Millions of people are embracing a new way to work. The coronavirus pandemic has compelled employers to largely accept remote-working arrangements to keep employees safe and flexible schedules to let workers take care of family. But though large margins of people Microsoft surveyed in January about work habits said they hope the flexible office will remain when COVID-19 subsides, Generation Z workers are struggling.
A new study from Microsoft, released Monday, found that among the more than 31,000 workers it surveyed, 73% hoped remote work options would continue when the pandemic ends. Even Gen Z applicants were slightly more likely to apply for a job with remote options than for one strictly in an office. But those workers are also facing particular drawbacks.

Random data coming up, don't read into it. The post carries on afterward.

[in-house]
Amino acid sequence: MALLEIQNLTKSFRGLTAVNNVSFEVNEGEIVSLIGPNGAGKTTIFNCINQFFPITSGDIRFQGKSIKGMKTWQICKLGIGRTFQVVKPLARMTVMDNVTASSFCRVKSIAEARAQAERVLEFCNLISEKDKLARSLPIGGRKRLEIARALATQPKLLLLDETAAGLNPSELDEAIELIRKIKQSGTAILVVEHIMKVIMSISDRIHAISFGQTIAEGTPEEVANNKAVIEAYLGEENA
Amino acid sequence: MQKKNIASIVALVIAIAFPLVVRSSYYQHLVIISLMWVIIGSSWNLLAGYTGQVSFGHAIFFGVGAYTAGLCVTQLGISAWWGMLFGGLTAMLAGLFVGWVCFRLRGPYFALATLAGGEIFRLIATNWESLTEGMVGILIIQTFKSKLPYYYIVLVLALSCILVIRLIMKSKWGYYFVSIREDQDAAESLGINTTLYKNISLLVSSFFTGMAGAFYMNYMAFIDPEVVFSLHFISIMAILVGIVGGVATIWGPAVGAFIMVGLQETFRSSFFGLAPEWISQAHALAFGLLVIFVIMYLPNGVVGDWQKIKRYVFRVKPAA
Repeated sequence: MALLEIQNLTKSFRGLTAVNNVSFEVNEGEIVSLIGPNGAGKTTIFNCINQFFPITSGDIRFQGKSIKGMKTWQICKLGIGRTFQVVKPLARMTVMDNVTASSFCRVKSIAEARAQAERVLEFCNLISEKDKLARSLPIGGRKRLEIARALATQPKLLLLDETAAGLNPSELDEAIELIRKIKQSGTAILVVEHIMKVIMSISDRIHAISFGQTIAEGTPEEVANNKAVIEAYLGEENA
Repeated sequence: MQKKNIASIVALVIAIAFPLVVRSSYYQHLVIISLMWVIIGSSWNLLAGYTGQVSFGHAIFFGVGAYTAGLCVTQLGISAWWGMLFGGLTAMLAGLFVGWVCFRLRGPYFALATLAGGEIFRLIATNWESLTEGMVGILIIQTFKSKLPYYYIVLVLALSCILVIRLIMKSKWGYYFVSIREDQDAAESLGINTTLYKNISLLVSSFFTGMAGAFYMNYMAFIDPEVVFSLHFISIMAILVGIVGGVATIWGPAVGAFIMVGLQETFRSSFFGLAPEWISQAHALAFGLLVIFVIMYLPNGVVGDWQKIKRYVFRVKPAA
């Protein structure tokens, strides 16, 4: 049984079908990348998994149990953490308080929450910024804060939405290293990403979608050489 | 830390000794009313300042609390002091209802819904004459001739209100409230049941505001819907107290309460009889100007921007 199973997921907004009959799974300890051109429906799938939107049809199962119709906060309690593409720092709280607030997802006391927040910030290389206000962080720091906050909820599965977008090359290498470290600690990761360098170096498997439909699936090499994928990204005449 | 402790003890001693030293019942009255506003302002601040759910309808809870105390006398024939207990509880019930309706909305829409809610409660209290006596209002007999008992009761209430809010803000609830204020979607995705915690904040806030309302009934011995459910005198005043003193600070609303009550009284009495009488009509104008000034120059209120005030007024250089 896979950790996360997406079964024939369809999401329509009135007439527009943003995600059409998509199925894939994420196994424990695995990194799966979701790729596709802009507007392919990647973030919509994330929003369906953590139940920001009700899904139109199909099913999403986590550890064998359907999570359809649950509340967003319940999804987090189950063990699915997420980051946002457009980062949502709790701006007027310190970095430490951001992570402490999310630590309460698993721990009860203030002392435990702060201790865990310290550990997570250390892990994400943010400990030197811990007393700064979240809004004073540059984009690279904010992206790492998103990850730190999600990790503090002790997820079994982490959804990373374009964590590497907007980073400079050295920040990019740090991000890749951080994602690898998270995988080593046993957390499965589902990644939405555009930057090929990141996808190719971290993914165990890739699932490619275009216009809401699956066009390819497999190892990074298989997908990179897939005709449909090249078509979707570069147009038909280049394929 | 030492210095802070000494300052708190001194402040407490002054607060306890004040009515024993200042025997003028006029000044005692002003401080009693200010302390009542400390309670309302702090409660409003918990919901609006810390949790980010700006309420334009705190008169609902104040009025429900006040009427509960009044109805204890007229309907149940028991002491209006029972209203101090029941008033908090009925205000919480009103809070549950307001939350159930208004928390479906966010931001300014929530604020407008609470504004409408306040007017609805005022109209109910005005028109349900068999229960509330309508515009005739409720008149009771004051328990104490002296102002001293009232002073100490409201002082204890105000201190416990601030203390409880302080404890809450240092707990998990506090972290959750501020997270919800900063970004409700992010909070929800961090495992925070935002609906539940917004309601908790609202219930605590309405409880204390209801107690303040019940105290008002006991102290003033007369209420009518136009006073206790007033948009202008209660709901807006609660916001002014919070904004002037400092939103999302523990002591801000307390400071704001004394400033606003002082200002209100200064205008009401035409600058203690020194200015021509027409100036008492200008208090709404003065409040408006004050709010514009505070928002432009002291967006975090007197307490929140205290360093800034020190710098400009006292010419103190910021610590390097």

Gen Z workers, born roughly between the mid-1990s and mid-2010s, responded to Microsoft’s surveys generally by saying they’re more stressed and find they’re struggling more than their peers. They tend to be single, since they’re younger, leading them to feel isolated.